At the end of the storm, there’s a golden sky …

19 06 2014

7.01 am, 18 June 2014. The new National Stadium at Kallang, set to host its first event this weekend, is seen against the colours of the new day breaking through on a storm tossed morning.

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Early light over the strait

8 06 2014

Another long exposure. This time to capture the early light over the Straits of Johor through another rain coloured morning, at 6.22 am on 7 June 2014.

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A view from a sandbar

5 06 2014

It was against the backdrop of the drama of a passing storm playing out in the rapidly changing light of the morning, that I found myself standing on a sandbar four nautical miles out into the Singapore Strait.

Terumbu Pempang Laut and beyond, seen in the light storm coloured morning.

The view from a sandbar in the light of the storm coloured morning.

The view from a sandbar, four nautical miles out.

A rainbow appears as the weather clears.

Walking where few now thread.

Walking where few now tread.

Reflections on the morning.

Reflections on the morning.

The scene revealed by the transformation of night into day in the darkness and light of the storm coloured morning was one that did seem rather surreal, disfigured by the craggy interventions of the natural world juxtaposed against the human interventions that now dominate Singapore’s nearshore.

The morning's drama.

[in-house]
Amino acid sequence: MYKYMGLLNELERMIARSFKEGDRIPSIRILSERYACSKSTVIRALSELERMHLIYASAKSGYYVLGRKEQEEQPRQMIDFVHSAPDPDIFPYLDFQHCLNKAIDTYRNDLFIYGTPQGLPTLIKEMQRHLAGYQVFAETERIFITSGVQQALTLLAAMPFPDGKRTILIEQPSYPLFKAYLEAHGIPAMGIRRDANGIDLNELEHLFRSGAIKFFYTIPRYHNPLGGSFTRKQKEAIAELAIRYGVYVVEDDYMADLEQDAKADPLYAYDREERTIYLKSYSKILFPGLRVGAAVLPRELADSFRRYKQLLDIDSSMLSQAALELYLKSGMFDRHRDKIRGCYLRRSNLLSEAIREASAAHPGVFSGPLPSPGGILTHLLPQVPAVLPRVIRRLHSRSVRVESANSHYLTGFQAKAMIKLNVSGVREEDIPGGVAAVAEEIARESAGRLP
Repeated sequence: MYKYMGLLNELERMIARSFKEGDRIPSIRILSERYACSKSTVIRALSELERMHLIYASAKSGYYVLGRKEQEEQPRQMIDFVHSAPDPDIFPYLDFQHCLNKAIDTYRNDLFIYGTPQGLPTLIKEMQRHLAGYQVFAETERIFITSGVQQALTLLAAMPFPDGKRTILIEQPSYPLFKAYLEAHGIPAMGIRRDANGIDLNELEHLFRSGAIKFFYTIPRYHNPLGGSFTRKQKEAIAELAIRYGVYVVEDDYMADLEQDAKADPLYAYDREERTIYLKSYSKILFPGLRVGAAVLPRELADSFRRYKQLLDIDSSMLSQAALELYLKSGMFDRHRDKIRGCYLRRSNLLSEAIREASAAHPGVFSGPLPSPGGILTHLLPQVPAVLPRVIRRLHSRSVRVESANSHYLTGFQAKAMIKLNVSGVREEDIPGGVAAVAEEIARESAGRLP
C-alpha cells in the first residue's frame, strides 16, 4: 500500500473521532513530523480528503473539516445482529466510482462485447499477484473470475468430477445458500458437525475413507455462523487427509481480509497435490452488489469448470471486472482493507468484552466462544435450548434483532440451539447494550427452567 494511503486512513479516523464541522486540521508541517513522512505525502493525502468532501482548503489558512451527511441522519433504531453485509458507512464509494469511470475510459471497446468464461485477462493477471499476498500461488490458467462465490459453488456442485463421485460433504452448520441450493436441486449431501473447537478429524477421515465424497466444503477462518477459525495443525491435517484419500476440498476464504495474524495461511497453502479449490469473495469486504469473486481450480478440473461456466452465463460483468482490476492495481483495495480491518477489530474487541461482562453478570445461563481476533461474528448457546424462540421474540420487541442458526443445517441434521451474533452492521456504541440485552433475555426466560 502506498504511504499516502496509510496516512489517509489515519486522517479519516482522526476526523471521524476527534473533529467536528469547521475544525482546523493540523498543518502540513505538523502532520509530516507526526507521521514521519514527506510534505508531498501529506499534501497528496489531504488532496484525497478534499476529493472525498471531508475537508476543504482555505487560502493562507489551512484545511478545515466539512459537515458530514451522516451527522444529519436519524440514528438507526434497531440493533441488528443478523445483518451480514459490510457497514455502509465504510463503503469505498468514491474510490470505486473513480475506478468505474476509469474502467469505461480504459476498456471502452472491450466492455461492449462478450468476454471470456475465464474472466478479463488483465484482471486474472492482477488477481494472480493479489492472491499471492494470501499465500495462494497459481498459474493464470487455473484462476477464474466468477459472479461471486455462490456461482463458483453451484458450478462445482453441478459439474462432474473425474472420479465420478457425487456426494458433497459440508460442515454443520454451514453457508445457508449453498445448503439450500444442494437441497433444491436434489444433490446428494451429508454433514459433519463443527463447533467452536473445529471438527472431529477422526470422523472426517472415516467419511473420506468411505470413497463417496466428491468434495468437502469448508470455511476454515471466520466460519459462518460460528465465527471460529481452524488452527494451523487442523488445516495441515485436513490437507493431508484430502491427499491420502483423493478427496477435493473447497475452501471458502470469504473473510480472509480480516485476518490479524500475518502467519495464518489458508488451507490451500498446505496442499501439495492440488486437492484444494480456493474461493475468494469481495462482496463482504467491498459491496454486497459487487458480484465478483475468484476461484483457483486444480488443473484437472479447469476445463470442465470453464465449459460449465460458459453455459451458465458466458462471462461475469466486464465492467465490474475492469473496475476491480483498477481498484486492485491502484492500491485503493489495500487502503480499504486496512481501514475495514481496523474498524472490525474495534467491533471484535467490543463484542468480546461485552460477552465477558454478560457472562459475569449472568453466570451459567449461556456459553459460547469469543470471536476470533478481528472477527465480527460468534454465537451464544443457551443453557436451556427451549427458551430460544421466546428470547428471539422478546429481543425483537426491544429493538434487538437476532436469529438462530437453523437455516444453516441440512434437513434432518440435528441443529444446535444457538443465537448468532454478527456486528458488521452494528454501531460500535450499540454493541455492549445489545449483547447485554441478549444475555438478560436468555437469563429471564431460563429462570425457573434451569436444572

The morning’s drama.

Light in the darkness.

Light in the darkness.

Juxtapositions of the natural world against the human world.

Juxtapositions of the natural world against the human world.

Spot light on the interventions of men that now dominate Singapore's nearshore.

A natural spotlight on the interventions of men that now dominate Singapore’s nearshore.

It wasn’t quite what I had intended in interrupting that much needed weekend’s slumber. The excursion was one to have a feel for the patch reef, Terumbu Pempang Laut, to which the sandbar was a part of, as well as the island to its south, Pulau Sudong, regular visitors from which it would once have hosted.

The changing hues in the early hours of the day as seen from the boat.

The changing hues in the early hours of the day as seen from the boat that left at 6am.

A northward view across the reef.

A northward view across the reef.

The expanded Pulau Sudong, as seen from Terumbu Pempang Laut.

The expanded Pulau Sudong, as seen from Terumbu Pempang Laut.

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It was as close as one could get to Pulau Sudong, now part of a restricted military zone. The island, once itself not much more than perhaps a spit of sand that was part of the surrounding reefs, had been one of several islands off Singapore’s south-western shoreline on which stilted villages of the sea had decorated.

Pulau Sudong in the 1950s (source: National Archives of Singapore Online).